From the 2022 HVPA National Conference
Da Wi Shin BE (NYC Health + Hospitals), Daniel Alaiev BBA, Nessreen Mestari MPA, Joseph Talledo BS, Hyung Cho MD, Mona Krouss MD
Thyroid function tests are commonly overused and amount to 1.6 billion dollars annually in health care spending in the United States. Although national guidelines recommend a thyroid-stimulating hormone (TSH) centered approach, clinicians often inappropriately order triiodothyronine (T3) and thyroxine (T4). This may be due to lack of knowledge or ease of ordering all three tests at once in premature anticipation of an abnormal TSH. Additionally, clinicians order free T3 rather than total T3, despite the American Thyroid Association’s recommendations to avoid free T3 due to its high rate of variability.
To study the effect of a best practice advisory (BPA) in reducing targeted T3 testing in both hypothyroidism and hyperthyroidism in inpatient and outpatient settings in a large safety net system.
BPAs were created for total T3 and free T3 orders. The BPA triggered upon order entry, and defaulted for the clinician to remove the test. An informational nudge was positioned at the top of the BPA, providing guidance from NYC H+H High Value Care Council. As free T3 is an unreliable test, its messaging was different from total T3 and encouraged clinicians not to order. Messaging for total T3 focused on not ordering for hypothyroidism, and ordering for hyperthyroidism only when TSH and free T4 levels did not correspond with clinical picture (low TSH but normal free T4 in someone with symptoms of hyperthyroidism).
For free T3, the BPA acceptance rate was 23.0% (982 of 4269). The inpatient BPA acceptance rate was 21.6% (347 of 1606), and outpatient BPA acceptance rate was 23.8% (635 of 2663). For total T3, the BPA acceptance rate was 21.0% (1083 of 5173). The inpatient BPA acceptance rate was 23.4% (460 of 1968) and outpatient BPA acceptance rate was 19.4% (623 of 3203).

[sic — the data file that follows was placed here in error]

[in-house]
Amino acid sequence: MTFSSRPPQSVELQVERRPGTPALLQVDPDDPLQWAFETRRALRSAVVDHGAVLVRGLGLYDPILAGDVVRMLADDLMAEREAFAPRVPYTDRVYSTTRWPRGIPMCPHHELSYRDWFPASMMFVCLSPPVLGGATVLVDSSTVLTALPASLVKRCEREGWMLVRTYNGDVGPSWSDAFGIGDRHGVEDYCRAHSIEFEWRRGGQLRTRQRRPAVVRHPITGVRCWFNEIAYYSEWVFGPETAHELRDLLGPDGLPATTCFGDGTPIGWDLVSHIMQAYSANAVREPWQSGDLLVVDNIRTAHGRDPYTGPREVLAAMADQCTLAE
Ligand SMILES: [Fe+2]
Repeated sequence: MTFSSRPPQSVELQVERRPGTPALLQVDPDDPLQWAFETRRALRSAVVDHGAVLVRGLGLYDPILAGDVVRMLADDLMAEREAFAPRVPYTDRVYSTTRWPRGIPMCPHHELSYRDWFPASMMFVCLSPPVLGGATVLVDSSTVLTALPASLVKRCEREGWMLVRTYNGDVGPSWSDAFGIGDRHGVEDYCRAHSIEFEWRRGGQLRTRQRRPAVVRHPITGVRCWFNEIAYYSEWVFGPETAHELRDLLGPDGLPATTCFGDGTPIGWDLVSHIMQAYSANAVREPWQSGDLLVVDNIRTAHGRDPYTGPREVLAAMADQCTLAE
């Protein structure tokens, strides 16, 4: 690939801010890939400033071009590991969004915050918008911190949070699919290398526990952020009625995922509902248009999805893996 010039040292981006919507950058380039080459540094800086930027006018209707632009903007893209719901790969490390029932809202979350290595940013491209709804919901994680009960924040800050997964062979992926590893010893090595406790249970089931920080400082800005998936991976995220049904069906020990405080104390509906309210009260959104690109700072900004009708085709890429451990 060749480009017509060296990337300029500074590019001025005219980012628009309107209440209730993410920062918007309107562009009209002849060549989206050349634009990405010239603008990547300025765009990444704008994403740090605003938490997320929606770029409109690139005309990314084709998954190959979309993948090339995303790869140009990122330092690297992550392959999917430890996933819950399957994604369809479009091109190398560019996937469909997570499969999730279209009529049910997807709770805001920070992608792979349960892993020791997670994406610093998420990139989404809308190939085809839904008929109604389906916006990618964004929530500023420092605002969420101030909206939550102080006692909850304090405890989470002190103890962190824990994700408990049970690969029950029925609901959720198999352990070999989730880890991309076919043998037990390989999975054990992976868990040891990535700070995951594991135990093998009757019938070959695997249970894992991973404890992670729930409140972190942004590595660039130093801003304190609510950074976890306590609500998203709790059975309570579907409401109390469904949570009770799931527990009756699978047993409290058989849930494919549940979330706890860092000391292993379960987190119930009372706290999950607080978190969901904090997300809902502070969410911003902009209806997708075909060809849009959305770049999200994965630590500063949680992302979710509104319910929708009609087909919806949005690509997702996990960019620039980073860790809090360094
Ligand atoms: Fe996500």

In the inpatient setting, ordering frequency of free T3 decreased from 1.47 to 0.68 per 1000 patient days, and total T3 decreased from 1.65 to 0.68 per 1000 patient days. In the outpatient setting, ordering frequency of free T3 decreased from 1.61 to 0.75 per 1000 encounters, and total T3 decreased from 1.55 to 0.95 per 1000 encounters. All of these reductions were significant (p < 0.001) both when adjusting and not-adjusting for the temporal trends.
Overall, the initiative targeting inappropriate T3 testing proved successful across 11 hospitals and 70 ambulatory centers within a safety net setting. Our simplistic nudge approach was low effort, high impact, and can be generalizable to other institutions.
Development of a triggered alert in the health record may reduce inappropriate monitoring practices, decrease costs, and improve utilization of limited health-care resources for this common clinical condition.